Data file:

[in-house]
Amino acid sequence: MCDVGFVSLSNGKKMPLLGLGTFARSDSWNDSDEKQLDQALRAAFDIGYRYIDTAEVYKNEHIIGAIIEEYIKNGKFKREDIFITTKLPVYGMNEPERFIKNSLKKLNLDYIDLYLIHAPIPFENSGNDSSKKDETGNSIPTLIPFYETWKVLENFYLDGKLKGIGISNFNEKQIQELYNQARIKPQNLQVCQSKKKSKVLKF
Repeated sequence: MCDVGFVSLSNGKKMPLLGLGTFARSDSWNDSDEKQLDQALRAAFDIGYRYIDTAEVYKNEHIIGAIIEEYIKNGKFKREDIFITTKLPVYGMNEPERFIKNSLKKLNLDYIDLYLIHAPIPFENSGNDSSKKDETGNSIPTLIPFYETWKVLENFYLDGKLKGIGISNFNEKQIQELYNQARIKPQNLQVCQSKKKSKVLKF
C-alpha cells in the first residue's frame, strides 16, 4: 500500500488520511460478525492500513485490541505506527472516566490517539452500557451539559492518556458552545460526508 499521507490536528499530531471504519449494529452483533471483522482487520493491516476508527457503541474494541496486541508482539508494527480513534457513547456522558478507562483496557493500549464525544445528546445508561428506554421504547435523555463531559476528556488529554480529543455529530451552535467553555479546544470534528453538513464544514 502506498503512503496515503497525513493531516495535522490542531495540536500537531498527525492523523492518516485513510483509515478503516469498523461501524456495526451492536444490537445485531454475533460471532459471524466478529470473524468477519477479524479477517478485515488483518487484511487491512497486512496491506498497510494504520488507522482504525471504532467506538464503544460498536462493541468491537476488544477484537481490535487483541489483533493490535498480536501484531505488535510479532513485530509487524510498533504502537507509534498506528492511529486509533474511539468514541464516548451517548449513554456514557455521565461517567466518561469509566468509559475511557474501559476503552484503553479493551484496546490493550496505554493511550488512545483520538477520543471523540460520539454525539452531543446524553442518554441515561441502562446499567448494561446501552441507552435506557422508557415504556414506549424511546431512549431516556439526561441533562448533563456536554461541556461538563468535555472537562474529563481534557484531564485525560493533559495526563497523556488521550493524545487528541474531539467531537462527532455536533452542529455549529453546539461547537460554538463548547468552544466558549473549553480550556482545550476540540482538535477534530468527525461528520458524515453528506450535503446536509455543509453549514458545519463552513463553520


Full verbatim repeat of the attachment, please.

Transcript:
[in-house]
Amino acid sequence: MCDVGFVSLSNGKKMPLLGLGTFARSDSWNDSDEKQLDQALRAAFDIGYRYIDTAEVYKNEHIIGAIIEEYIKNGKFKREDIFITTKLPVYGMNEPERFIKNSLKKLNLDYIDLYLIHAPIPFENSGNDSSKKDETGNSIPTLIPFYETWKVLENFYLDGKLKGIGISNFNEKQIQELYNQARIKPQNLQVCQSKKKSKVLKF
Repeated sequence: MCDVGFVSLSNGKKMPLLGLGTFARSDSWNDSDEKQLDQALRAAFDIGYRYIDTAEVYKNEHIIGAIIEEYIKNGKFKREDIFITTKLPVYGMNEPERFIKNSLKKLNLDYIDLYLIHAPIPFENSGNDSSKKDETGNSIPTLIPFYETWKVLENFYLDGKLKGIGISNFNEKQIQELYNQARIKPQNLQVCQSKKKSKVLKF
C-alpha cells in the first residue's frame, strides 16, 4: 500500500488520511460478525492500513485490541505506527472516566490517539452500557451539559492518556458552545460526508 499521507490536528499530531471504519449494529452483533471483522482487520493491516476508527457503541474494541496486541508482539508494527480513534457513547456522558478507562483496557493500549464525544445528546445508561428506554421504547435523555463531559476528556488529554480529543455529530451552535467553555479546544470534528453538513464544514 502506498503512503496515503497525513493531516495535522490542531495540536500537531498527525492523523492518516485513510483509515478503516469498523461501524456495526451492536444490537445485531454475533460471532459471524466478529470473524468477519477479524479477517478485515488483518487484511487491512497486512496491506498497510494504520488507522482504525471504532467506538464503544460498536462493541468491537476488544477484537481490535487483541489483533493490535498480536501484531505488535510479532513485530509487524510498533504502537507509534498506528492511529486509533474511539468514541464516548451517548449513554456514557455521565461517567466518561469509566468509559475511557474501559476503552484503553479493551484496546490493550496505554493511550488512545483520538477520543471523540460520539454525539452531543446524553442518554441515561441502562446499567448494561446501552441507552435506557422508557415504556414506549424511546431512549431516556439526561441533562448533563456536554461541556461538563468535555472537562474529563481534557484531564485525560493533559495526563497523556488521550493524545487528541474531539467531537462527532455536533452542529455549529453546539461547537460554538463548547468552544466558549473549553480550556482545550476540540482538535477534530468527525461528520458524515453528506450535503446536509455543509453549514458545519463552513463553520